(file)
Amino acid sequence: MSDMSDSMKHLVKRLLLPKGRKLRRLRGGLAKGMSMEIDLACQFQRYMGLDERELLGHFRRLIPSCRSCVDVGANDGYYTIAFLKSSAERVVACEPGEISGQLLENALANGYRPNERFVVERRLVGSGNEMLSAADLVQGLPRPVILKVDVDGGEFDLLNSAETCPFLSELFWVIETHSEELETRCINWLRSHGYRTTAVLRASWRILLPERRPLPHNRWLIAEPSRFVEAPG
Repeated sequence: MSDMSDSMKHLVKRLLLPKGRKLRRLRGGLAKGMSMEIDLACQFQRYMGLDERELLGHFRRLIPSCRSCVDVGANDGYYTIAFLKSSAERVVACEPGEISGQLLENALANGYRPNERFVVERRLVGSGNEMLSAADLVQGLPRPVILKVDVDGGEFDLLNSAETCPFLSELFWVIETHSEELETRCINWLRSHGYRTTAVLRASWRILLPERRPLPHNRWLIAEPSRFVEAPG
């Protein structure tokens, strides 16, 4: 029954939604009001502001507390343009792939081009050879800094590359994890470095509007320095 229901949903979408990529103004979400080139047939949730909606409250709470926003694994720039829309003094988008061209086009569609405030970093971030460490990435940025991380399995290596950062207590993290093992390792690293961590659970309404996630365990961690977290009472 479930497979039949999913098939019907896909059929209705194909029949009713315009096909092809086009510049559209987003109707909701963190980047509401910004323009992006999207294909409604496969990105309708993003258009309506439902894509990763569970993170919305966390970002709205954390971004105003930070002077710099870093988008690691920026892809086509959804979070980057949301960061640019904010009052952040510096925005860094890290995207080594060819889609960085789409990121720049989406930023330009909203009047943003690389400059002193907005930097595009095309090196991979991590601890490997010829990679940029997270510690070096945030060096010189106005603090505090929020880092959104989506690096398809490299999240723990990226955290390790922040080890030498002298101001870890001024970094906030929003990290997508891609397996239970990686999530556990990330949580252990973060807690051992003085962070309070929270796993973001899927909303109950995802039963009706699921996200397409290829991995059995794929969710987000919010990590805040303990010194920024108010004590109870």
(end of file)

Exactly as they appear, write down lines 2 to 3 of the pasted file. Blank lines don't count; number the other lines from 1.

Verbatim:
Repeated sequence: MSDMSDSMKHLVKRLLLPKGRKLRRLRGGLAKGMSMEIDLACQFQRYMGLDERELLGHFRRLIPSCRSCVDVGANDGYYTIAFLKSSAERVVACEPGEISGQLLENALANGYRPNERFVVERRLVGSGNEMLSAADLVQGLPRPVILKVDVDGGEFDLLNSAETCPFLSELFWVIETHSEELETRCINWLRSHGYRTTAVLRASWRILLPERRPLPHNRWLIAEPSRFVEAPG
């Protein structure tokens, strides 16, 4: 029954939604009001502001507390343009792939081009050879800094590359994890470095509007320095 229901949903979408990529103004979400080139047939949730909606409250709470926003694994720039829309003094988008061209086009569609405030970093971030460490990435940025991380399995290596950062207590993290093992390792690293961590659970309404996630365990961690977290009472 479930497979039949999913098939019907896909059929209705194909029949009713315009096909092809086009510049559209987003109707909701963190980047509401910004323009992006999207294909409604496969990105309708993003258009309506439902894509990763569970993170919305966390970002709205954390971004105003930070002077710099870093988008690691920026892809086509959804979070980057949301960061640019904010009052952040510096925005860094890290995207080594060819889609960085789409990121720049989406930023330009909203009047943003690389400059002193907005930097595009095309090196991979991590601890490997010829990679940029997270510690070096945030060096010189106005603090505090929020880092959104989506690096398809490299999240723990990226955290390790922040080890030498002298101001870890001024970094906030929003990290997508891609397996239970990686999530556990990330949580252990973060807690051992003085962070309070929270796993973001899927909303109950995802039963009706699921996200397409290829991995059995794929969710987000919010990590805040303990010194920024108010004590109870």